The Joe that Never Was

The Milwaukee Road was famous for its Western electrification. The wires were strung between wooden poles much like an interurban line and images of Boxcab electrics and Little Joes can be found all over the web. Especially photos of the Little Joe electric locomotives. These 5000+ hp monsters plied the Rocky Mountain Division from their purchase in 1950 until the wires came down in 1974.

The story of their arrival on Milwaukee property is well known, but interesting. Originally destined for the Soviet Union in 1946, they found themselves stranded state side due to mounting Cold War tensions. Legend has it they were named "Little Joe" as a reference to the dictator they almost knew. They sat for 2 years at GE's plant in Erie PA before finding homes. Some were taken to South America, 3 others to the South Shore Electric Line, and the remaining 12 to the Milwaukee Road in 1950. It is ironic that one of the problems the Milwaukee faced with its electrification in 1974 was a lack of electric locomotives. They had the opportunity to purchase the entire lot of electrics from GE in 1948 but passed, and as such, lost a few to the other lines. It seems as though the price was right from GE -- they really just wanted them off the lot, but the demo locomotives proved "slippery" on mountain grades and the power supplied through the overhead wire needed a boost from 3000 to 3300V DC to take full advantage of their pulling power. With these modifications made, the 12 the Milwaukee finally obtained in 1950 proved exceptional units until 1974 and the demise of western wires.

Meanwhile, a few thousand miles away from the Milwaukee's Western Extension, America's other electrified railroads on the East Coast were dabbling with their own variety of electric locomotives. Among them the famous GG1 of the Pennsylvania Railroad. Amazingly these GGs worked for up to 4 railroads during their very long lifetime: The Pennsy, Penn Central, Conrail, and Amtrak. Another entry from GE was the EP-5 electric, nicknamed "Jets" because of their loud blower motors as they raced along the New Haven railroad's lines north of New York City.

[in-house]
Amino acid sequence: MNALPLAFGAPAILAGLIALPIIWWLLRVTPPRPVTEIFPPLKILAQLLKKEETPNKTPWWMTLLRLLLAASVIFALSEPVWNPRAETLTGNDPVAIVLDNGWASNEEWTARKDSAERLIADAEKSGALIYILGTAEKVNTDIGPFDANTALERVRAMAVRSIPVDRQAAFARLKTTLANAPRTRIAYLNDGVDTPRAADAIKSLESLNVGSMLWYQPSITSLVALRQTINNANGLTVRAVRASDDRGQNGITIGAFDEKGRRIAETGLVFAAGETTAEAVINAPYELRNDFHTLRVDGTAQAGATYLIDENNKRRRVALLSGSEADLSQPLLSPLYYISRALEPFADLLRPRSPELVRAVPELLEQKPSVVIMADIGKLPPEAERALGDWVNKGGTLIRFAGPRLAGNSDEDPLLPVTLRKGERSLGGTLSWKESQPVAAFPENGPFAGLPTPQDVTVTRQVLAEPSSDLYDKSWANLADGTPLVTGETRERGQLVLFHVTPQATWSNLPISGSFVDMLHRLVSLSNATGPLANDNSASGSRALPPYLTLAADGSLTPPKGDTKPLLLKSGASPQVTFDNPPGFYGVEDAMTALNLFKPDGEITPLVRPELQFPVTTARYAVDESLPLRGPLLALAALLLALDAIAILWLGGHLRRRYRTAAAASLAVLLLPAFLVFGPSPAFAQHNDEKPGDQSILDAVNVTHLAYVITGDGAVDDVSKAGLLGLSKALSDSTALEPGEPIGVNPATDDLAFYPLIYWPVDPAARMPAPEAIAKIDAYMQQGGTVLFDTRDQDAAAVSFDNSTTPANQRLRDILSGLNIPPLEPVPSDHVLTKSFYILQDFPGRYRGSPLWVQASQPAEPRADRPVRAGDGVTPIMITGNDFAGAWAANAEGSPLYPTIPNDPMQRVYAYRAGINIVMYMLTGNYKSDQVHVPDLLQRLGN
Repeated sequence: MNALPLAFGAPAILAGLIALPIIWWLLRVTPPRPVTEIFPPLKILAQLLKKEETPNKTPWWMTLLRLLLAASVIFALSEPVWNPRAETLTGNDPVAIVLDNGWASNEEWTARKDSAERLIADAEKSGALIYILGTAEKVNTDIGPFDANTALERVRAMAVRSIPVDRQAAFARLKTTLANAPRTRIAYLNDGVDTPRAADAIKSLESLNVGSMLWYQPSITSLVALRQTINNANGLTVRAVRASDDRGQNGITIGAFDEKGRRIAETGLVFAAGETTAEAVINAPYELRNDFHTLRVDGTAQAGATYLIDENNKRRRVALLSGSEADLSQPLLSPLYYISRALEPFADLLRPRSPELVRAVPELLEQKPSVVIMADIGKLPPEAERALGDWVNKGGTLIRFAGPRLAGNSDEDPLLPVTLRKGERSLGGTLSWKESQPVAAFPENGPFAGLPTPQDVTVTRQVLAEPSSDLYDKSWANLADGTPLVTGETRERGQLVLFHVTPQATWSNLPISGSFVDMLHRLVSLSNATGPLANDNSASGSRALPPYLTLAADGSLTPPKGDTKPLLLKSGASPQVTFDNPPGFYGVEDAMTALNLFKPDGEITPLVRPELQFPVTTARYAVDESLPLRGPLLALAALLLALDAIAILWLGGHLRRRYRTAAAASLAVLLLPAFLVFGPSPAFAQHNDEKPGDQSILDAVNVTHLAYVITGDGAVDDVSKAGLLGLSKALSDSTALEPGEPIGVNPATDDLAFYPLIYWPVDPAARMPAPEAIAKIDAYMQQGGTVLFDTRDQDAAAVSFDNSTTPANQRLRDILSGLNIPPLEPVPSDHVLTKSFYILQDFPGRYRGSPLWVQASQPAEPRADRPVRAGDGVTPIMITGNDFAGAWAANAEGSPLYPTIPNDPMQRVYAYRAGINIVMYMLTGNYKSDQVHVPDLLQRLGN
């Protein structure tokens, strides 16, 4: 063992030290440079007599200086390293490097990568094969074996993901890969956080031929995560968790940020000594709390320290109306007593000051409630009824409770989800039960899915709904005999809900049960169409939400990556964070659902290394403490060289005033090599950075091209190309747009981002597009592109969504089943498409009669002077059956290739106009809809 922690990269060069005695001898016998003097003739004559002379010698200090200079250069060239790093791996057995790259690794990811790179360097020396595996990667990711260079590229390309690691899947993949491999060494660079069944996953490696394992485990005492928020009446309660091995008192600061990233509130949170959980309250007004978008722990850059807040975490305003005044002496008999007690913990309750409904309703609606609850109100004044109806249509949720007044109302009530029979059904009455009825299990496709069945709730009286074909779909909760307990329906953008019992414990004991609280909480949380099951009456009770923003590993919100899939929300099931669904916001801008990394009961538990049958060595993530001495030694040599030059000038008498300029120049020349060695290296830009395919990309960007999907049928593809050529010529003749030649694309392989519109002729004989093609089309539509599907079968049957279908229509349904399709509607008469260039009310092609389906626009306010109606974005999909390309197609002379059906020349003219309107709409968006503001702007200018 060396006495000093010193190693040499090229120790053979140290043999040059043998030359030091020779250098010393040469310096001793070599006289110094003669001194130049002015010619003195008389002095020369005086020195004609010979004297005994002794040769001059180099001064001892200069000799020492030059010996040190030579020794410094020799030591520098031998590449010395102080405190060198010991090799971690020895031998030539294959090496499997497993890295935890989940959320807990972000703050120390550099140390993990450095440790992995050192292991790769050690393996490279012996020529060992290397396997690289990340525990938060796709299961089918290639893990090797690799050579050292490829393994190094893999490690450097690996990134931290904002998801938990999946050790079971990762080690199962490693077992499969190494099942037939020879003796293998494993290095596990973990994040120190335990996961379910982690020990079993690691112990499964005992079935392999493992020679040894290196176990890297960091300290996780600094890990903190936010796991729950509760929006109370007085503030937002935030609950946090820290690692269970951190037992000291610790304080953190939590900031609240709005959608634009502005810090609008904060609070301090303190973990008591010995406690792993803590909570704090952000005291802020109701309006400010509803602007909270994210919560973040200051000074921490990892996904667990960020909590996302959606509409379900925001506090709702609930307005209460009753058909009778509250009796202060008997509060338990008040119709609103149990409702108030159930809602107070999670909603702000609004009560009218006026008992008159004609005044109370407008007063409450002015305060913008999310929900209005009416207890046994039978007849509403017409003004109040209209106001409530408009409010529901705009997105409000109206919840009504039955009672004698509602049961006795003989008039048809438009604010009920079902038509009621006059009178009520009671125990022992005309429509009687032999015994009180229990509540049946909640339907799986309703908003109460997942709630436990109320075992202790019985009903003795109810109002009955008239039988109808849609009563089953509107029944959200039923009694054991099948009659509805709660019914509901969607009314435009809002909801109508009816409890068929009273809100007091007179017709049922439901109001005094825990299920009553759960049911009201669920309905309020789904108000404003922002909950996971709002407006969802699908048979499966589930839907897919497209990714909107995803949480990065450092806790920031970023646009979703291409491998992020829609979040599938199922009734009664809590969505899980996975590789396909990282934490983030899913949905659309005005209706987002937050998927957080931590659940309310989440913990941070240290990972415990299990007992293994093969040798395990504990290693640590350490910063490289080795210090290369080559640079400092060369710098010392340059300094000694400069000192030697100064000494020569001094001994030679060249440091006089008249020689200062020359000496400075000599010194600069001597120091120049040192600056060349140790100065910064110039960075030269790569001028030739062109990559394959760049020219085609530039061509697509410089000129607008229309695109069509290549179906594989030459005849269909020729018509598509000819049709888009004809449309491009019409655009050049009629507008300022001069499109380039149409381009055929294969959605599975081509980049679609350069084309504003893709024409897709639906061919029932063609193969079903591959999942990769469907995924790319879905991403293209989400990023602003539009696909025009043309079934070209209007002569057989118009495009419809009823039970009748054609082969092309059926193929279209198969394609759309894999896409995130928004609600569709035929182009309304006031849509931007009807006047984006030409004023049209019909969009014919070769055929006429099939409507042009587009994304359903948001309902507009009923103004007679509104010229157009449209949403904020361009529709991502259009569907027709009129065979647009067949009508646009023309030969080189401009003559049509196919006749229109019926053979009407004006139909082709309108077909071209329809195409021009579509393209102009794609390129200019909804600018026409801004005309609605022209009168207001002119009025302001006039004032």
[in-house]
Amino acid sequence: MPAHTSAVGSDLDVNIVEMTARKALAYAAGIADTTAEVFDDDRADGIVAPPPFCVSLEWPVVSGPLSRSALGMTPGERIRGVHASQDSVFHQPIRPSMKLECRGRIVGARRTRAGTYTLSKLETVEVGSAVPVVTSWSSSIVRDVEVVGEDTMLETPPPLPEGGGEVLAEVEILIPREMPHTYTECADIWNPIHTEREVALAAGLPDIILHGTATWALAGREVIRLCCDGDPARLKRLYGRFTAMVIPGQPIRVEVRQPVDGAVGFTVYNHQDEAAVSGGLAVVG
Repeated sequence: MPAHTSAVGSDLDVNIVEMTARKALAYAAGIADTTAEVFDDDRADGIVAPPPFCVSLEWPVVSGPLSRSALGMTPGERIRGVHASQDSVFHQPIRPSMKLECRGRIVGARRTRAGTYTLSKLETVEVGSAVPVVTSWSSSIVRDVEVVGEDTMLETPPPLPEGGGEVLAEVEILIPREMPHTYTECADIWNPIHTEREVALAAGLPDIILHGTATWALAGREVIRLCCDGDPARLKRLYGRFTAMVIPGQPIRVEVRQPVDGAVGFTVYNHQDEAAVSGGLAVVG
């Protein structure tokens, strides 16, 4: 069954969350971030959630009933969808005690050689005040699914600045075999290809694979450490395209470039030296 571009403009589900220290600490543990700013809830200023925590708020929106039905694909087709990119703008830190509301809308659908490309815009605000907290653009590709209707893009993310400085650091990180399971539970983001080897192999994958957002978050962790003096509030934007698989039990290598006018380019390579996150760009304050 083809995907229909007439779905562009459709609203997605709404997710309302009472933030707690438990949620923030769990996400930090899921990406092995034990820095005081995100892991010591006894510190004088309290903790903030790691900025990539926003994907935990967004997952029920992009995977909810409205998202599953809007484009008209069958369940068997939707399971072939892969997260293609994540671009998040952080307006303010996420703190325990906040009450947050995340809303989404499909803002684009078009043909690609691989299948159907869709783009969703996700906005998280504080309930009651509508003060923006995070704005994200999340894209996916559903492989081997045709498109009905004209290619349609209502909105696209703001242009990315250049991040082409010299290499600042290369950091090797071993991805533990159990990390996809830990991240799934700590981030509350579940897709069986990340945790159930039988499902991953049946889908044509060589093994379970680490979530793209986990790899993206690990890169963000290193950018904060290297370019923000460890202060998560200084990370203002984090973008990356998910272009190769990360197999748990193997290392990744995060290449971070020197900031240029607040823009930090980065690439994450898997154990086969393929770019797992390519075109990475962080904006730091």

As the toy train industry boomed in the 1950s, models of the PRR GG1 and N.H. EP-5 were both well represented by the iconic Lionel corporation. Both models took a few liberties with length (or in the case of the EP-5, length and axle count), but certainly captured the look of the real units. In Lionel's history, it was the N.H. EP-5 that came first in their line of EP-5s, but it was not the last. While the real world limited the use of the Jet to the east coast and the New Haven RR specifically, Lionel saw no need to limit its model to that one particular niche. Proudly following on the heals of the N.H. model, came the Milwaukee Road EP-5 and the Great Northern EP-5. Both pretty models but fantasy in the tradition of toy trains of the period. Instead of Jets, they were even referred to as Little Joes.

Hence, we have the Little Joe that never was. There are some similarities between the Jet and Joe: the cabs have a similar GE style, and at first glance they appear to be quite similar units overall with their dual pantographs and streamlined stylings. The Jet was just a few years newer (1955) and, like the Joe, had ceased being used by the mid 70s. By 1977 all examples were scrapped. They remained thousands of miles apart in the real world: one chewing through miles and miles of mountainous, lonesome terrain and the other on sprints between the big cities of the East Coast. In Lionel world, however, lashups were common.


Anonymous said…
Interesting story! Lionel suffered from lack of detail because of their manufacturing technique. "Lost wax" (where did it go?) placed the brass imports at the head of the class.
Anonymous said…
Thanks for the comment. You're right, there is a certain simple look for most Lionels of the era. Just enough detail to capture some of the main elements, but not much more. Perhaps this was also done to make them more friendly to small hands? Take care, -Leland

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